Military spouses feted at Fort Myer's Spates Community Club
May 14, 2009
By Ian Graham
The military spouse has been called the cornerstone of the military and the backbone of the Army Family. Friday, May 8, the Soldiers of the Fort Myer Military Community honored their spouses at the Military Spouse Appreciation Day Dessert Social.
The social, held at Spates Community Club, gave Soldiers married and single - as well as the garrison itself - a chance to recognize spouses for their efforts and sacrifices.
''In the Army we have a saying, 'We are on duty 24-7,'" said FMMC Garrison Command Sgt. Maj. Jefferson Varner III. ''It's also true the military spouse in on duty 24-7, though it's probably more like 48-7 because of all they do."
Varner said the military spouse is a ''chameleon," capable of adapting to any situation that arises, whether it's an argument between children or a deployment. He said their commitment embodies all that is good about the Army.
''While we're out protecting the homefront, they're at the rear managing our home," he said.
During the social, the U.S. Army Band (Pershing's Own) Strolling Strings played songs for the attendees. Staff Sgt. Martha Krabill sang a song about the strength of Army spouses and led the crowd in ''God Bless America."
Krysti Orrell, who came to the social with her husband, Maj. Greg Orrell, and 5-month-old daughter Rhegan, said she appreciated the effort put into the event.
''I feel like I'm appreciated every day, but it's very nice that they'd do something like this," she said. ''It nice that they think about us spouses, too."
Staff Sgt. Daniel Coyne attended without his wife, who had to work. He joked that he was showing his appreciation even if she wasn't there to witness it. He said in his marriage, it's the simple things that remind him his wife loves and supports him.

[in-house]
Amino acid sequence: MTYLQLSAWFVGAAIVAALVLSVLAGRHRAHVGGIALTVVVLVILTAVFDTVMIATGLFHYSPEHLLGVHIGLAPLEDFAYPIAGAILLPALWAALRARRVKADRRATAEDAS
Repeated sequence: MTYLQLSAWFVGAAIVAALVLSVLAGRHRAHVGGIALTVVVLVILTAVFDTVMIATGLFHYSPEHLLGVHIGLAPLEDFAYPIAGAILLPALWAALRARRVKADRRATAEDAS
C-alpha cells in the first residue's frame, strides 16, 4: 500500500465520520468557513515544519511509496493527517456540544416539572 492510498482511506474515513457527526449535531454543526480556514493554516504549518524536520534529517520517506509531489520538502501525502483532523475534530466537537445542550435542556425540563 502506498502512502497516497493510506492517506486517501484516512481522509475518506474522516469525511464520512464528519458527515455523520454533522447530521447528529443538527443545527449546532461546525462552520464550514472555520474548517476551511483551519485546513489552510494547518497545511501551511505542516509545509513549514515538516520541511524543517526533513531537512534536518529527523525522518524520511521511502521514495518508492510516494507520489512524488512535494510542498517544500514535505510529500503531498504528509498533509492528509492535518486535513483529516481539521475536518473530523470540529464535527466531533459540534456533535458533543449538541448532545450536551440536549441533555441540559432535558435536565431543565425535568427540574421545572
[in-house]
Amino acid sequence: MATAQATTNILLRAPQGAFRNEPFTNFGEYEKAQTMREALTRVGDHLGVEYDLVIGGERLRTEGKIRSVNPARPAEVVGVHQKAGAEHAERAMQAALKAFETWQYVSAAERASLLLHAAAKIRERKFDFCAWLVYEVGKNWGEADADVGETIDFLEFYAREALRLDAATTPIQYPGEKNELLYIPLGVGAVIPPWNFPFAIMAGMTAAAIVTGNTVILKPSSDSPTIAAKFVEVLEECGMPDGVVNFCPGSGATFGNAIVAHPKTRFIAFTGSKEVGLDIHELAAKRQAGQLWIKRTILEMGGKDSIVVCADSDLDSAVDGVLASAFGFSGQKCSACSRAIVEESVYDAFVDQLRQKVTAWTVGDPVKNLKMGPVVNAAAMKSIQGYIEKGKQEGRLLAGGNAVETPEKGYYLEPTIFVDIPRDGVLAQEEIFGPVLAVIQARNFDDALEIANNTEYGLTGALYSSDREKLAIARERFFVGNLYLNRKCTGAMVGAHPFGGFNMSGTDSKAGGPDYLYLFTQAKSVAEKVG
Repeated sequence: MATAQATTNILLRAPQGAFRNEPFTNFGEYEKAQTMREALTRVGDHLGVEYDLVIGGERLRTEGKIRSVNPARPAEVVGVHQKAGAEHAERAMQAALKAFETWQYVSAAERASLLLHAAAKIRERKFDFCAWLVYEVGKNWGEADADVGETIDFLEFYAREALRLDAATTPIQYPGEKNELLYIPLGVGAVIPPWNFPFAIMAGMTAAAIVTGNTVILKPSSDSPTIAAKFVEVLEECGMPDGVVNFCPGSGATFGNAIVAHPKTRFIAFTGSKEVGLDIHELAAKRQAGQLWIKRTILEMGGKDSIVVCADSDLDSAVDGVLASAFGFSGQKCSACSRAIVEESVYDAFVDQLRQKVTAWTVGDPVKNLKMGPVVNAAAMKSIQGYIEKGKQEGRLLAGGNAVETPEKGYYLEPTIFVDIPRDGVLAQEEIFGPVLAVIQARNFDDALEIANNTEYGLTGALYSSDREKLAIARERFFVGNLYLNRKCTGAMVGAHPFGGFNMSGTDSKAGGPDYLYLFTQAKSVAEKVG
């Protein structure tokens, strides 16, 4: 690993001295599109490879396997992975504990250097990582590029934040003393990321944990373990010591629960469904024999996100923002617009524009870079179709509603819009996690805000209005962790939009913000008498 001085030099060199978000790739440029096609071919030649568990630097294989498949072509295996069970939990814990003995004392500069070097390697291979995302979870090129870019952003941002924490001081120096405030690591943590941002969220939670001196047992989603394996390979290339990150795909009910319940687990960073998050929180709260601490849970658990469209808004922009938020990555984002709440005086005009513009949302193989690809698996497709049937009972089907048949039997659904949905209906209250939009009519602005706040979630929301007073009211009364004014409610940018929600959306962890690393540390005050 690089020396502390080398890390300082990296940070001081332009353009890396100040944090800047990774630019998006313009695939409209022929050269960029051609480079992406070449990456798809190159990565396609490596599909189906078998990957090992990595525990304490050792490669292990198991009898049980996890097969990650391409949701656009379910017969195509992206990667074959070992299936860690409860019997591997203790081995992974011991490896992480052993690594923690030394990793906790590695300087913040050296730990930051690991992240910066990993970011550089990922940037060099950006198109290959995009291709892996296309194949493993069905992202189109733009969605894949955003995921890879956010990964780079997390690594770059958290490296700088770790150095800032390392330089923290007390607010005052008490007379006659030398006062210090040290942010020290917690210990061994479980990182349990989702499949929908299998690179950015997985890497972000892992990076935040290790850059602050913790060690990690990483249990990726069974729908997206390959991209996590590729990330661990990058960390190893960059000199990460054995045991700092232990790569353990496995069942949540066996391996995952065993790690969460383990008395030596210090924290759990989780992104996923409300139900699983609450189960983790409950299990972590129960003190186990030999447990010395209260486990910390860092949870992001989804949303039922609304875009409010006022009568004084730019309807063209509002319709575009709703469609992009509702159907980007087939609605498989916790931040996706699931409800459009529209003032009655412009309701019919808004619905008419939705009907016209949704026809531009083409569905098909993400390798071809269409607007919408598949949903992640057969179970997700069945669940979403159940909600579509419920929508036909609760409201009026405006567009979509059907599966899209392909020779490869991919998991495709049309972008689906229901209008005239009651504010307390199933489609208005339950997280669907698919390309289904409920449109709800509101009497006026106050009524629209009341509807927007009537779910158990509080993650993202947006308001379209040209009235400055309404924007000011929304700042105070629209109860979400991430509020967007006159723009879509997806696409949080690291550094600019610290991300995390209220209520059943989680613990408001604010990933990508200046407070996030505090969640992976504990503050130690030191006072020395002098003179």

''It might not be the most politically correct way to say it, but she puts up with me, and sometimes that can be a lot to handle," he said. ''She's a great girl."
Chap. (Lt. Col.) Barry White and his wife, Lisa, attended the event, chatting with other families and enjoying the spread of nearly 20 cakes, fresh fruit and a chocolate dipping fountain.
''This is the nicest military spouses' reception I've seen," Lisa said. ''I've been to a few, and they didn't put the same effort into the event."
She said the role of the military spouse isn't drastically different from civilian spouses, but a few key things, especially deployments, separate military spouses from their civilian counterparts. A husband or wife needs to support their spouse by attending events and doing things around the house to help relieve work-related stresses.
''I try to give him a chance to relax and decompress for a while after work, and I try to keep up on chores so he doesn't come home to a lot more work to do," she said. ''You do what you can to make each other happy."
FMMC Garrison Commander Col. Laura Richardson, who herself is a military spouse, compared spouses to NCOs as a kind of unsung hero in the military service. Without the sacrifices military spouses make and without their resilience in the face of unfavorable circumstances, Richardson said, the Army and other services wouldn't be what they are today.
''In the Army, we say spouses keep the Army strong," she said. ''In America, the Army Family keeps our nation strong."